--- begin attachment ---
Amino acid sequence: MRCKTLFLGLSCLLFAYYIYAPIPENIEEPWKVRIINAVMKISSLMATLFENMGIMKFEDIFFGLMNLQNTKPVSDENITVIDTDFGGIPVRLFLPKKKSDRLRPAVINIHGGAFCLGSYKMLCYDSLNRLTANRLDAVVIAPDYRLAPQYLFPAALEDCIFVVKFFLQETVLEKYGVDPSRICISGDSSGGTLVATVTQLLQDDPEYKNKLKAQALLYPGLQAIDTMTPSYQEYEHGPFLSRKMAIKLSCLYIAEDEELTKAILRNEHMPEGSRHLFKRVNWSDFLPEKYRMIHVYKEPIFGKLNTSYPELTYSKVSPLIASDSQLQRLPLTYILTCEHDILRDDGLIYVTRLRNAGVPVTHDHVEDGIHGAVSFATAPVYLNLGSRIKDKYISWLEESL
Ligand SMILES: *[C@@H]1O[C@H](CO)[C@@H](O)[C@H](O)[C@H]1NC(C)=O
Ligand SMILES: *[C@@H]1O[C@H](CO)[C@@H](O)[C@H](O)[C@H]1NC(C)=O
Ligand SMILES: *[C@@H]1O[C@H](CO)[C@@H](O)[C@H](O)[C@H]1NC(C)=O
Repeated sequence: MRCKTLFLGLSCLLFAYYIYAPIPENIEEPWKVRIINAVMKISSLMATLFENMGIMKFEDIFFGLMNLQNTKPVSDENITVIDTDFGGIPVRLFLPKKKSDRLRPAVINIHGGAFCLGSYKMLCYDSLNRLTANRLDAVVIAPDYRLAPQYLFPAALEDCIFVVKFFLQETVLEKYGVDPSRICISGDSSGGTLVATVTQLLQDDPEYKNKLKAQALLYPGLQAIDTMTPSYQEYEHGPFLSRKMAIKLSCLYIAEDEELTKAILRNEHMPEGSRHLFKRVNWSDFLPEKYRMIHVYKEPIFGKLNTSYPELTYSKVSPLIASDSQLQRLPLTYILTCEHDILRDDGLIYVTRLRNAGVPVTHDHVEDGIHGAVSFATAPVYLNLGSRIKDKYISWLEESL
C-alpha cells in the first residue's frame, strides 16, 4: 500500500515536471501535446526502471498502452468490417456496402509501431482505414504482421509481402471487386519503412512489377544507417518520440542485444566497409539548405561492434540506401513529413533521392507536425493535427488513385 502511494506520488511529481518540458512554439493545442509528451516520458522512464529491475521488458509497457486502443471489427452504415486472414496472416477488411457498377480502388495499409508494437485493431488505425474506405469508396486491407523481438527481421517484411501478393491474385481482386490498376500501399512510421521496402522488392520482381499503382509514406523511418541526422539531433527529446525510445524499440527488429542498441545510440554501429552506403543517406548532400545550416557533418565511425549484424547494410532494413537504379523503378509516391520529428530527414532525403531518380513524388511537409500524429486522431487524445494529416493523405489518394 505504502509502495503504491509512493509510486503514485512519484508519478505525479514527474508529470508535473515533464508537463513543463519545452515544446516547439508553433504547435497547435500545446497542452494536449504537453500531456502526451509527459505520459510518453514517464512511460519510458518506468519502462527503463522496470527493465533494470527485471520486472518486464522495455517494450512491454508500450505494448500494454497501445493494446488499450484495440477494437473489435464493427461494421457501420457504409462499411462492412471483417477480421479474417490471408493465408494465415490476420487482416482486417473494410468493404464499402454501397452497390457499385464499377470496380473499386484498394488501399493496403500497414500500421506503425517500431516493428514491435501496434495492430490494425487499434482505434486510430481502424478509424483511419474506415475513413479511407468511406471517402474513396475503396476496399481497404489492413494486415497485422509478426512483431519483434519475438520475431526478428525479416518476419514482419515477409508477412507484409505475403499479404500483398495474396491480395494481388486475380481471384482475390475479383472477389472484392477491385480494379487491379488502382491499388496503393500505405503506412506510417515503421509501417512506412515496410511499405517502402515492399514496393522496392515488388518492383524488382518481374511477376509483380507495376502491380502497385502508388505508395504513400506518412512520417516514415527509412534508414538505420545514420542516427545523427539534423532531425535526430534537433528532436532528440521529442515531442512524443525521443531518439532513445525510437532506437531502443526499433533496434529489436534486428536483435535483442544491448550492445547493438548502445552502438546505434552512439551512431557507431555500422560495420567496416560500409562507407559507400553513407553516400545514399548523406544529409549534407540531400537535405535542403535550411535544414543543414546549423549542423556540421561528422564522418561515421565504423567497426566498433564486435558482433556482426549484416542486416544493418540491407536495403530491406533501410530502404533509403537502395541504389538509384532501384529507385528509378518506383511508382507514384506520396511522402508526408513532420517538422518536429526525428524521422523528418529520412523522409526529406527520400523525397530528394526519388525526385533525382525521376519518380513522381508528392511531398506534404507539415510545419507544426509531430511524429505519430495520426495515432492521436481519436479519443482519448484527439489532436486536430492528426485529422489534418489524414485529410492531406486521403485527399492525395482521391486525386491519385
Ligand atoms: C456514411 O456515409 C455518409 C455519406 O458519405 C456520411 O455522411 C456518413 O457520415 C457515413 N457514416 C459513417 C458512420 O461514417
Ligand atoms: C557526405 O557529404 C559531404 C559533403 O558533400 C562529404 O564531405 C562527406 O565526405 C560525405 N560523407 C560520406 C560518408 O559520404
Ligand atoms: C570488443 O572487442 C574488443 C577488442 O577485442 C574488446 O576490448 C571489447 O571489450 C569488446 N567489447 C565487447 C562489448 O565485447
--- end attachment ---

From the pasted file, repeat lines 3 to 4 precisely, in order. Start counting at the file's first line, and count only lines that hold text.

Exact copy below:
Ligand SMILES: *[C@@H]1O[C@H](CO)[C@@H](O)[C@H](O)[C@H]1NC(C)=O
Ligand SMILES: *[C@@H]1O[C@H](CO)[C@@H](O)[C@H](O)[C@H]1NC(C)=O